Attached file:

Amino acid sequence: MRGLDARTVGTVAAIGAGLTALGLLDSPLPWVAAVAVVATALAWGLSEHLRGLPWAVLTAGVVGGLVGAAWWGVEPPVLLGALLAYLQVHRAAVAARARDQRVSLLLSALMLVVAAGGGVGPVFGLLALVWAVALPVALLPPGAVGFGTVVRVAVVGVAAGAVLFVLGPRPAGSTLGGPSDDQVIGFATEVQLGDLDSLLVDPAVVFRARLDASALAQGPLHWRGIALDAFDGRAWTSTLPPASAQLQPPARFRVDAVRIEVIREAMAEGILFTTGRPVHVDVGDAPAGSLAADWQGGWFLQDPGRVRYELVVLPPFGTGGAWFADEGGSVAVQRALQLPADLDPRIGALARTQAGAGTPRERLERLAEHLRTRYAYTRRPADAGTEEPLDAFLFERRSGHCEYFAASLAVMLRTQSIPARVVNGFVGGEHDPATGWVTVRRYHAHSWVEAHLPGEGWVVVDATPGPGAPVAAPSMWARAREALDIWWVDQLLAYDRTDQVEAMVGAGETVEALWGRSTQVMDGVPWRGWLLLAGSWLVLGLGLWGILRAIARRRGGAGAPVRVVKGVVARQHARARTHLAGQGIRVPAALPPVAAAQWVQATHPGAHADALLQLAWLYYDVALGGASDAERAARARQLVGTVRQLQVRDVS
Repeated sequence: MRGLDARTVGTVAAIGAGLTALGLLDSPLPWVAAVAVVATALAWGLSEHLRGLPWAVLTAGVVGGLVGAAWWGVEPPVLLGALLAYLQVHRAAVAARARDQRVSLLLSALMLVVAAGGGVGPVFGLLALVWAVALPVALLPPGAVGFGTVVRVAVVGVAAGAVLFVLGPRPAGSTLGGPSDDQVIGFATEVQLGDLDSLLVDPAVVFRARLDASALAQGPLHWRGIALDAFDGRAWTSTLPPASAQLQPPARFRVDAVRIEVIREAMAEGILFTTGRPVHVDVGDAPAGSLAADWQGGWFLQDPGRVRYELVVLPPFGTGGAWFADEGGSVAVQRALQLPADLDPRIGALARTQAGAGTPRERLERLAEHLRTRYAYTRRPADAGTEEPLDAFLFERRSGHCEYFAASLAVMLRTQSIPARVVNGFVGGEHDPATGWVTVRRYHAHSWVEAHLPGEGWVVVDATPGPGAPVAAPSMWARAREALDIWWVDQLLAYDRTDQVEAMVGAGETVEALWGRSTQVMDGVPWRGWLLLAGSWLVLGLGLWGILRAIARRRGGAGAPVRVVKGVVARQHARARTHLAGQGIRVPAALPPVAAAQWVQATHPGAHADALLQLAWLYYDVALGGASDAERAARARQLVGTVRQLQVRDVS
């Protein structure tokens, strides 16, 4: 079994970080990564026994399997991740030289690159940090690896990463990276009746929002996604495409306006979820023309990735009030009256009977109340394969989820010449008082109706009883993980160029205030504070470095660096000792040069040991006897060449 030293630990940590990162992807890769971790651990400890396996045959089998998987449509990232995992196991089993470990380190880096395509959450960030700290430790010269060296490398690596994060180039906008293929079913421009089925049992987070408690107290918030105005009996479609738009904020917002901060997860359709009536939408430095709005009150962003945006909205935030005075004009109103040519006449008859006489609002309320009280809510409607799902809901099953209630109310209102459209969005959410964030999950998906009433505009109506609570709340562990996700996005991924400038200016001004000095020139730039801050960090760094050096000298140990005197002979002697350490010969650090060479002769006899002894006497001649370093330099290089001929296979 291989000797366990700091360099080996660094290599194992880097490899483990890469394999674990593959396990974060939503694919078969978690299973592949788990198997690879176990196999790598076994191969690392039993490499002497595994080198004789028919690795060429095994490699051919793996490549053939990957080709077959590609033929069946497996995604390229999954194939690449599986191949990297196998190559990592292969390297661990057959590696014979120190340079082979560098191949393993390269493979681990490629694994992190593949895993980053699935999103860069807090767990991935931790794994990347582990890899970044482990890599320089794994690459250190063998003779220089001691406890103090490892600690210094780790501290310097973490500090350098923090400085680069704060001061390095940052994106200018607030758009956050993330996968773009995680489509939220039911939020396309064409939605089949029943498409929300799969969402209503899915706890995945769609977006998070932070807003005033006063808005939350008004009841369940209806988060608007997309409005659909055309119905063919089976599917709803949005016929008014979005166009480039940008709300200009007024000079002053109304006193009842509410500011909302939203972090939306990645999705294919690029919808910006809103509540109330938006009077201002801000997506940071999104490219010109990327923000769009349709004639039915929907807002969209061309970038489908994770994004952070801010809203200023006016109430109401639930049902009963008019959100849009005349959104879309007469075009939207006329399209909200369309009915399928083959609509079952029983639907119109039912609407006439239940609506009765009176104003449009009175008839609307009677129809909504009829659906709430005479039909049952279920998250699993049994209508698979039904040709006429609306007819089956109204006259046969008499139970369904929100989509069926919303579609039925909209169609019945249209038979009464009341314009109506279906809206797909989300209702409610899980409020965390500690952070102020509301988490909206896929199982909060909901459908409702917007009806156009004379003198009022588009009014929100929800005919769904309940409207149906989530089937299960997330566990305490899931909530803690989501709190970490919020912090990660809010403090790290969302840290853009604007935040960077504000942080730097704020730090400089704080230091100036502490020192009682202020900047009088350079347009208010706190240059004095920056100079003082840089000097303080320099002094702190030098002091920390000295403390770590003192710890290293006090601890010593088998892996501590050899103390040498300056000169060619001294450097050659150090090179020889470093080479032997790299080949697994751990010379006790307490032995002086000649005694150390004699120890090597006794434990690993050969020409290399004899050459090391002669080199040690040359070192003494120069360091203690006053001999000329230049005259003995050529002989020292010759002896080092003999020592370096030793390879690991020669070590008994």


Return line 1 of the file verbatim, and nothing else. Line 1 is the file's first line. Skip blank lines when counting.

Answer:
Amino acid sequence: MRGLDARTVGTVAAIGAGLTALGLLDSPLPWVAAVAVVATALAWGLSEHLRGLPWAVLTAGVVGGLVGAAWWGVEPPVLLGALLAYLQVHRAAVAARARDQRVSLLLSALMLVVAAGGGVGPVFGLLALVWAVALPVALLPPGAVGFGTVVRVAVVGVAAGAVLFVLGPRPAGSTLGGPSDDQVIGFATEVQLGDLDSLLVDPAVVFRARLDASALAQGPLHWRGIALDAFDGRAWTSTLPPASAQLQPPARFRVDAVRIEVIREAMAEGILFTTGRPVHVDVGDAPAGSLAADWQGGWFLQDPGRVRYELVVLPPFGTGGAWFADEGGSVAVQRALQLPADLDPRIGALARTQAGAGTPRERLERLAEHLRTRYAYTRRPADAGTEEPLDAFLFERRSGHCEYFAASLAVMLRTQSIPARVVNGFVGGEHDPATGWVTVRRYHAHSWVEAHLPGEGWVVVDATPGPGAPVAAPSMWARAREALDIWWVDQLLAYDRTDQVEAMVGAGETVEALWGRSTQVMDGVPWRGWLLLAGSWLVLGLGLWGILRAIARRRGGAGAPVRVVKGVVARQHARARTHLAGQGIRVPAALPPVAAAQWVQATHPGAHADALLQLAWLYYDVALGGASDAERAARARQLVGTVRQLQVRDVS